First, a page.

Disco for the Departed by Colin Cotterill. I've been a fan of this series, set in Laos, since the very first book but this one, in particular, got to me. I absolutely loved the way that Dr Siri is becoming more and more comfortable with who he is and how his life works (including the supernatural aspects which just seem so culturally accurate), but the journey of Mr Geung in this book is simply magnificent.
The Shadow in the River by Frode Grytten. This book appealed to me greatly for a number of reasons. I loved the sly dry humour, I loved the portrayal of outsiders and the way a closed society can just simply leap to conclusions because it's easier. I loved the fact that the crime wasn't the point - it was the catalyst for a story about a society that is disintegrating.
The Girl with the Dragon Tattoo by Stieg Larsson. An example of the best of the best of crime fiction. Social commentary, some not too subtle revenge, a journey story - for more than just Lisbeth, a traditional "closed room" styling. I confess I was a little leery because there had been so much "press" about how good this book was, but it really did live up to most of the predictions for me.
The Redbreast and /or Nemesis by Jo Nesbo. Jo Nesbo writes a fabulous series around one of those magnificently rumpled, grumpy and problematic central police characters. As well as that great portrayal though, there is some fantastic and intricate plot development as well as intrigue and suspense.
Arctic Chill by Arnaldur Indridason. Buy and read immediately author. Need I say more?
Last Rituals by Yrsa Sigurdardotti. Ignore the blurb. These are great characters - not at all morose, there is a lovely light touch of humour in a book that starts off in a very grusome manner.
A Quiet Belief in Angels by R J Ellory. This appealed probably in large part because it was different. An unusual book that is very moving in places, undoubtedly slow paced which won't appeal to everyone, but it's worth trying to get into the swing of the book just for the emotional experience.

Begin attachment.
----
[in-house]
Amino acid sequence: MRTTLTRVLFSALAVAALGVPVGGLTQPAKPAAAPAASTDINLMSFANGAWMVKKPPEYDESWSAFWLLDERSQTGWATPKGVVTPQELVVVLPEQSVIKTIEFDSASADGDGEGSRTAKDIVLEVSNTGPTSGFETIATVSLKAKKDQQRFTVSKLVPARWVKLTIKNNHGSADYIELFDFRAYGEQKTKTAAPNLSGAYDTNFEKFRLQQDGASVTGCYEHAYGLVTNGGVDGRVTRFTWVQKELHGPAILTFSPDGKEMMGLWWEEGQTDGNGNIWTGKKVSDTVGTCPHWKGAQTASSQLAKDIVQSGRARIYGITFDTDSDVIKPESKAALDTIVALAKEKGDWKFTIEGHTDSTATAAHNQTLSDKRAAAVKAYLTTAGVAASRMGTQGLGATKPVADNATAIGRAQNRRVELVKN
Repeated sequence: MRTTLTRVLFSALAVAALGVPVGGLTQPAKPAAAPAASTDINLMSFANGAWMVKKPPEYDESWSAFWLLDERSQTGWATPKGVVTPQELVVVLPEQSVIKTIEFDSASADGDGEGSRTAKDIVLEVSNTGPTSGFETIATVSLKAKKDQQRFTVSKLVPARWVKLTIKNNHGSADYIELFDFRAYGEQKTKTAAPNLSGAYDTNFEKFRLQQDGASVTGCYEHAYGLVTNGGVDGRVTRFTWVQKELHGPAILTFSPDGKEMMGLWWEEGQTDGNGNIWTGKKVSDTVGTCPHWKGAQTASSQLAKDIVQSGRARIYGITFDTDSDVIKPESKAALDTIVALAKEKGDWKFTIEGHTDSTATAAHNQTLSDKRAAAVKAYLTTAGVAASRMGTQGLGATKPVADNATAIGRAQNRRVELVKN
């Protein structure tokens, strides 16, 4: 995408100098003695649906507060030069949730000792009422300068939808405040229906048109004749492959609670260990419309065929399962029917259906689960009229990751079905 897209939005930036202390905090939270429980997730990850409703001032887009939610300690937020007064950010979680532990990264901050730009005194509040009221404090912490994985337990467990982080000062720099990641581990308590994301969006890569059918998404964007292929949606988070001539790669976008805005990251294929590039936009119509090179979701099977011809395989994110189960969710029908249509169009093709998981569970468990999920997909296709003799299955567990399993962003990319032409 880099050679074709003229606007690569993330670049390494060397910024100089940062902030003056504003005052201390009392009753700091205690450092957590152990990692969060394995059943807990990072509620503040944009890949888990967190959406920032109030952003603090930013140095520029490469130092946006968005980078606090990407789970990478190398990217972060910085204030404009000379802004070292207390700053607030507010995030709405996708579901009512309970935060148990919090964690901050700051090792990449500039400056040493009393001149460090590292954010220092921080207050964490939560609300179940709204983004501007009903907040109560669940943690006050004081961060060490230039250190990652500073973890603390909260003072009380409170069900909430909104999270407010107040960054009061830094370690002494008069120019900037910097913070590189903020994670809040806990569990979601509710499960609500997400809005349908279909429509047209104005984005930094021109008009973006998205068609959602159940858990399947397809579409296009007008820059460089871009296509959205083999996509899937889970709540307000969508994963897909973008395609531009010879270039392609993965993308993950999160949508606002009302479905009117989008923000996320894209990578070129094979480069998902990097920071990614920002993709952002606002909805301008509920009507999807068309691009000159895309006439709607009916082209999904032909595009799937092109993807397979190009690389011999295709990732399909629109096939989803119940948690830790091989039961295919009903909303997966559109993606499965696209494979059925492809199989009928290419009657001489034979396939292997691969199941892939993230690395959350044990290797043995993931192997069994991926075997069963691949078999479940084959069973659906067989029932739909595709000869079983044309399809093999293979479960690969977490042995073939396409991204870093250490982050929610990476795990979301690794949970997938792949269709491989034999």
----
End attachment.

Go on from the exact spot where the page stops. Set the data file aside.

Die with Me by Elena Forbes. It's always immensely satisfying to find a debut book that appeals. Hopefully this is the beginning of an ongoing series as this was a great book. Good cast of characters, in a very solid plot which has some quite sobering moments.
Blood from Stone by Francis Fyfield. This book became an award winner about the time I was reading it and I could really see why - or at least it greatly appealed to me as well. I like books where even the crime seems ambiguous and this was very much an exploration of a woman's life.
Absolution by Caro Ramsay. Another debut that had a bit of a wow factor to it - with some very brave scenarios built into it which gave the book a very satisfying twist. Definitely a little on the darker side, and very interesting with it.
The Murder Farm by Andrea Maria Schenkel. This has possibly been one of the best of my best books of 2008. It snuck up on me - I had a copy but hadn't picked it up, until the author was flagged as attending MWF. So on the morning of the festival session, it became my train book and I nearly didn't get off the train. Took me just a day or so to read it and it has stayed with me ever since. Based on true events, but with a different timeframe and a resolution (the true crimes remains unsolved). It is told in an unusual form with a combination of story, testimony from eye witnesses and prayers or commentary from the unidentified killer. The intimacy that the style gives the book makes it very discomforting - you know that you are hearing the voice of the murderer somewhere but they are difficult to pick. Fascinating and a worthwhile winner of awards.